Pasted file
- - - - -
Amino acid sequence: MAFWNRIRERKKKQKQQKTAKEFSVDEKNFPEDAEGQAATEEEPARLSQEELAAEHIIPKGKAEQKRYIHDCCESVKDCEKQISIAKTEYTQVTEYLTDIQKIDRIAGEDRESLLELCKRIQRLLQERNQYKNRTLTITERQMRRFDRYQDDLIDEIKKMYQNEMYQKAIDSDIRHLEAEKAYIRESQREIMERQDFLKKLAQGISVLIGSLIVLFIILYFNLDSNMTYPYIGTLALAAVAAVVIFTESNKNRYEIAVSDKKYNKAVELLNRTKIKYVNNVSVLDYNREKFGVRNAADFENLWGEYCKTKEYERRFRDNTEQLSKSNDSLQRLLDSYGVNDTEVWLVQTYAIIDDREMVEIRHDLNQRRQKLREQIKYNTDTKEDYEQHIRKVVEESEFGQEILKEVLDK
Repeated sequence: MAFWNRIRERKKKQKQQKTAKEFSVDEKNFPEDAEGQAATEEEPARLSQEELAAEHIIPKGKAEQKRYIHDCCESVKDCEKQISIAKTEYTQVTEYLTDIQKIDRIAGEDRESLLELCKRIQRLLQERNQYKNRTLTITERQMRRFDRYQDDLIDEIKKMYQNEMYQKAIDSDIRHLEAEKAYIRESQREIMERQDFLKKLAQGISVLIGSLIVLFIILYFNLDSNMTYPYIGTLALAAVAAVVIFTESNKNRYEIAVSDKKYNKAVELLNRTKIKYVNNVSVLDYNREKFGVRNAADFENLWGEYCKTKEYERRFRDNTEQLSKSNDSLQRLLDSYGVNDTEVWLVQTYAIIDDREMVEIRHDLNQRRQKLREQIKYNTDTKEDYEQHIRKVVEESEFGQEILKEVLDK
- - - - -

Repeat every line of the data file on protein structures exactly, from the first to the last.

Amino acid sequence: MAFWNRIRERKKKQKQQKTAKEFSVDEKNFPEDAEGQAATEEEPARLSQEELAAEHIIPKGKAEQKRYIHDCCESVKDCEKQISIAKTEYTQVTEYLTDIQKIDRIAGEDRESLLELCKRIQRLLQERNQYKNRTLTITERQMRRFDRYQDDLIDEIKKMYQNEMYQKAIDSDIRHLEAEKAYIRESQREIMERQDFLKKLAQGISVLIGSLIVLFIILYFNLDSNMTYPYIGTLALAAVAAVVIFTESNKNRYEIAVSDKKYNKAVELLNRTKIKYVNNVSVLDYNREKFGVRNAADFENLWGEYCKTKEYERRFRDNTEQLSKSNDSLQRLLDSYGVNDTEVWLVQTYAIIDDREMVEIRHDLNQRRQKLREQIKYNTDTKEDYEQHIRKVVEESEFGQEILKEVLDK
Repeated sequence: MAFWNRIRERKKKQKQQKTAKEFSVDEKNFPEDAEGQAATEEEPARLSQEELAAEHIIPKGKAEQKRYIHDCCESVKDCEKQISIAKTEYTQVTEYLTDIQKIDRIAGEDRESLLELCKRIQRLLQERNQYKNRTLTITERQMRRFDRYQDDLIDEIKKMYQNEMYQKAIDSDIRHLEAEKAYIRESQREIMERQDFLKKLAQGISVLIGSLIVLFIILYFNLDSNMTYPYIGTLALAAVAAVVIFTESNKNRYEIAVSDKKYNKAVELLNRTKIKYVNNVSVLDYNREKFGVRNAADFENLWGEYCKTKEYERRFRDNTEQLSKSNDSLQRLLDSYGVNDTEVWLVQTYAIIDDREMVEIRHDLNQRRQKLREQIKYNTDTKEDYEQHIRKVVEESEFGQEILKEVLDK